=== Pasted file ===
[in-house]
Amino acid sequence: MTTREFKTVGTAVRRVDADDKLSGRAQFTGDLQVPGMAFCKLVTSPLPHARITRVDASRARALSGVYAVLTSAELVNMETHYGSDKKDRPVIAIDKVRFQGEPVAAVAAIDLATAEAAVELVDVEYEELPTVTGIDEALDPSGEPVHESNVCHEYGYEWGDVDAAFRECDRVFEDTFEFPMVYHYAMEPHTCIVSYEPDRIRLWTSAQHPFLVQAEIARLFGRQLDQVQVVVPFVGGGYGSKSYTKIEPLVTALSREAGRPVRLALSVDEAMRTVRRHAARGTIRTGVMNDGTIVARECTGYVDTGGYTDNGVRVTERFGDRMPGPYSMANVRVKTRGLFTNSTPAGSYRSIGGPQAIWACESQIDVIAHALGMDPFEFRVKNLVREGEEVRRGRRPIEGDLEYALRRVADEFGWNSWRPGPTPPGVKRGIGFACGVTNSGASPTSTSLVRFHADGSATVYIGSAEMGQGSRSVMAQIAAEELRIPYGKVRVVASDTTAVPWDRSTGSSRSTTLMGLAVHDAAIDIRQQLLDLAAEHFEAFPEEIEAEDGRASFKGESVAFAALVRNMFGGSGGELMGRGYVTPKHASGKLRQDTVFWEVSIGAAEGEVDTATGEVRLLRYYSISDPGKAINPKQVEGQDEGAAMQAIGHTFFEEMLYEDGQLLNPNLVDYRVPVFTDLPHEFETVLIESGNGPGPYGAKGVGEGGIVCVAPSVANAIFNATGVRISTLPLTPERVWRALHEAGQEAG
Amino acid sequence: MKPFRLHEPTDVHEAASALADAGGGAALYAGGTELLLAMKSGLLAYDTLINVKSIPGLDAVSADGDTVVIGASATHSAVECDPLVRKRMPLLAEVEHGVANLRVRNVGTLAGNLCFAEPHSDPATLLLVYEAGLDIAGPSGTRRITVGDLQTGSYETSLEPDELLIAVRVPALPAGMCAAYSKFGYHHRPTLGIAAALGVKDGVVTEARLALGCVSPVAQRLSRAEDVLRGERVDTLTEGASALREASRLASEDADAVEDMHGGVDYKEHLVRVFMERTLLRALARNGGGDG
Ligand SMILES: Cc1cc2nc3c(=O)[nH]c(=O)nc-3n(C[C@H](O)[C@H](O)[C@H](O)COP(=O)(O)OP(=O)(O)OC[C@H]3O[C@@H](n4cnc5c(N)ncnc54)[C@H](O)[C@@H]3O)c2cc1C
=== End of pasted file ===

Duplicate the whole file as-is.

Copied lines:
[in-house]
Amino acid sequence: MTTREFKTVGTAVRRVDADDKLSGRAQFTGDLQVPGMAFCKLVTSPLPHARITRVDASRARALSGVYAVLTSAELVNMETHYGSDKKDRPVIAIDKVRFQGEPVAAVAAIDLATAEAAVELVDVEYEELPTVTGIDEALDPSGEPVHESNVCHEYGYEWGDVDAAFRECDRVFEDTFEFPMVYHYAMEPHTCIVSYEPDRIRLWTSAQHPFLVQAEIARLFGRQLDQVQVVVPFVGGGYGSKSYTKIEPLVTALSREAGRPVRLALSVDEAMRTVRRHAARGTIRTGVMNDGTIVARECTGYVDTGGYTDNGVRVTERFGDRMPGPYSMANVRVKTRGLFTNSTPAGSYRSIGGPQAIWACESQIDVIAHALGMDPFEFRVKNLVREGEEVRRGRRPIEGDLEYALRRVADEFGWNSWRPGPTPPGVKRGIGFACGVTNSGASPTSTSLVRFHADGSATVYIGSAEMGQGSRSVMAQIAAEELRIPYGKVRVVASDTTAVPWDRSTGSSRSTTLMGLAVHDAAIDIRQQLLDLAAEHFEAFPEEIEAEDGRASFKGESVAFAALVRNMFGGSGGELMGRGYVTPKHASGKLRQDTVFWEVSIGAAEGEVDTATGEVRLLRYYSISDPGKAINPKQVEGQDEGAAMQAIGHTFFEEMLYEDGQLLNPNLVDYRVPVFTDLPHEFETVLIESGNGPGPYGAKGVGEGGIVCVAPSVANAIFNATGVRISTLPLTPERVWRALHEAGQEAG
Amino acid sequence: MKPFRLHEPTDVHEAASALADAGGGAALYAGGTELLLAMKSGLLAYDTLINVKSIPGLDAVSADGDTVVIGASATHSAVECDPLVRKRMPLLAEVEHGVANLRVRNVGTLAGNLCFAEPHSDPATLLLVYEAGLDIAGPSGTRRITVGDLQTGSYETSLEPDELLIAVRVPALPAGMCAAYSKFGYHHRPTLGIAAALGVKDGVVTEARLALGCVSPVAQRLSRAEDVLRGERVDTLTEGASALREASRLASEDADAVEDMHGGVDYKEHLVRVFMERTLLRALARNGGGDG
Ligand SMILES: Cc1cc2nc3c(=O)[nH]c(=O)nc-3n(C[C@H](O)[C@H](O)[C@H](O)COP(=O)(O)OP(=O)(O)OC[C@H]3O[C@@H](n4cnc5c(N)ncnc54)[C@H](O)[C@@H]3O)c2cc1C